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HUMAN EVENTS InterviewSen. Rick Santorum: ?¢â??¬??Conservatism Is Common Sense?¢â??¬â??¢

Sen. Rick Santorum (Pa.), chairman of the Senate Republican Conference, is the author of a new book, It Takes a Family, which outlines his vision of conservatism and the common good. In November 2006, Santorum will face Pennsylvania Treasurer Bob Casey, Jr., a Democrat who appears to share Santorum’s pro-life and pro-gun views. Human Events editors spoke to Santorum this week about the book and his re-election campaign.

You’re facing a tough re-election challenge in Pennsylvania, and yet you’ve written what seems to be a pretty controversial book about social and cultural issues that goes really at the core of liberalism. Why did you do this at this time?

Sen. Rick Santorum (R.-Pa.): I think people will read it now. And I didn’t get elected to get re-elected. I got elected because I believe in a vision for America that I want my children to live in. This is an opportunity for me to hopefully have a rather significant influence on the public policy debate in this country, and particularly within the conservative sphere of that, and provide some depth and thought as to not only what policies we should be advocating, but also the context in which we’re advocating those policies. I think that sometimes has not been effectively done. I think this is a worldview book. For people who have read this book, the most-often quoted remark is that it’s just common sense. In the book, I say conservatism is common sense and liberalism is an ideology.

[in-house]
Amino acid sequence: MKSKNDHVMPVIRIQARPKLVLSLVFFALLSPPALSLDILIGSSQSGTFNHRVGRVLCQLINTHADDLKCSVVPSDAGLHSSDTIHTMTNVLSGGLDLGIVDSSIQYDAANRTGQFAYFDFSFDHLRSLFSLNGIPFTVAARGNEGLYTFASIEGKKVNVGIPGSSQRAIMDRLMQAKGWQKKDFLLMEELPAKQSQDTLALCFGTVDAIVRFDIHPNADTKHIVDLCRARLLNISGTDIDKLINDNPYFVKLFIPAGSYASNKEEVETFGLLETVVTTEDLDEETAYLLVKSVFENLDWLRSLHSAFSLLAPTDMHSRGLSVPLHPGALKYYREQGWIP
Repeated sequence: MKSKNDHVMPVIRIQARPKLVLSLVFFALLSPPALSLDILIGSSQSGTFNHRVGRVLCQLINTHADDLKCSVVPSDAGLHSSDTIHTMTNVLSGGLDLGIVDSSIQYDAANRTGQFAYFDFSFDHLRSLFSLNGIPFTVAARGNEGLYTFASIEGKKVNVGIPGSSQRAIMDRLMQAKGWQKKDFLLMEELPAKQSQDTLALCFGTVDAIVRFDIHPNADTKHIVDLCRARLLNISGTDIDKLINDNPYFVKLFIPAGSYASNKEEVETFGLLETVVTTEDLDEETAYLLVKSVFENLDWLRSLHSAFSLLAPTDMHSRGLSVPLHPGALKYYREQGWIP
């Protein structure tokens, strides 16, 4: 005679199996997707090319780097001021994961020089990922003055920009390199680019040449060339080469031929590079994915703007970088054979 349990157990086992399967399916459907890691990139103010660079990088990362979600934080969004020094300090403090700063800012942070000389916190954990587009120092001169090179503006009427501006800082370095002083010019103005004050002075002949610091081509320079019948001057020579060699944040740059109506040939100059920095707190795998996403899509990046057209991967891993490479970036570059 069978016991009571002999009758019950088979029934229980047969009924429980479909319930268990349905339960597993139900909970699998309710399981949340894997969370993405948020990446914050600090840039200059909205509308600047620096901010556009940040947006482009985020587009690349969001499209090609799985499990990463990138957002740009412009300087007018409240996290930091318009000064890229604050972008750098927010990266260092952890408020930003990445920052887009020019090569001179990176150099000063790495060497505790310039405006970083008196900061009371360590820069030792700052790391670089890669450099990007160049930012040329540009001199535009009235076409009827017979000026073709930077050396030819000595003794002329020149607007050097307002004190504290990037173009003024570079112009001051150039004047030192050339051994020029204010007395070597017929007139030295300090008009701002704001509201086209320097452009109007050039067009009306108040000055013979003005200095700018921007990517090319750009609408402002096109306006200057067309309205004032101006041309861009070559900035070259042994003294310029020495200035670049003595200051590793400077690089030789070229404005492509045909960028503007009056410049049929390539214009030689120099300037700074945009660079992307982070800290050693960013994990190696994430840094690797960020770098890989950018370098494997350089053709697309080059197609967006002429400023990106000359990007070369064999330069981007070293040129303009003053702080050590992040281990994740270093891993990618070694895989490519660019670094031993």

In the book, you talk about the “bigs” and the “littles.” Who are the “bigs” and who are the “littles,” and which side should conservatives be on?

Santorum: The “bigs” are big government, big business, big labor, big media and big academia. The “littles” are the family, the churches, the community groups, the civic organizations and the local community. I believe that the “littles” are the place we should be starting and building. That’s how you have a strong America, by building that foundation.  Family is a huge part of it, but it’s family and community.  And the community is important, because it teaches you to be selfless not only within your family but outside of your family, and to be connected to the world around you. Churches, civic organizations, philanthropic organizations—all of which are important, and all of which, I make the case, are under attack by the left, which is trying to dismantle and deconstruct the family, and marriage as the glue to the family, trying to marginalize faith and destroying any ability for non-profit organizations, whether it’s the community hospital or organizations that help the poor. Big cities want them to pay taxes or they want them to deliver services in a certain way.

The left is after everything that I believe is good about America, and they are for the experts, the “bigs,” who want to dictate how to live our lives. They want to radically individualize America. If you destroy the family and destroy the community organization, you create radical individualism. Then you are much more likely to control that individual.

You talk about “village elders” in the book, people who run these “bigs,” and you dissect the various ways they harm or attack the institution of the family. Do you believe the federal government should have a role in promoting families?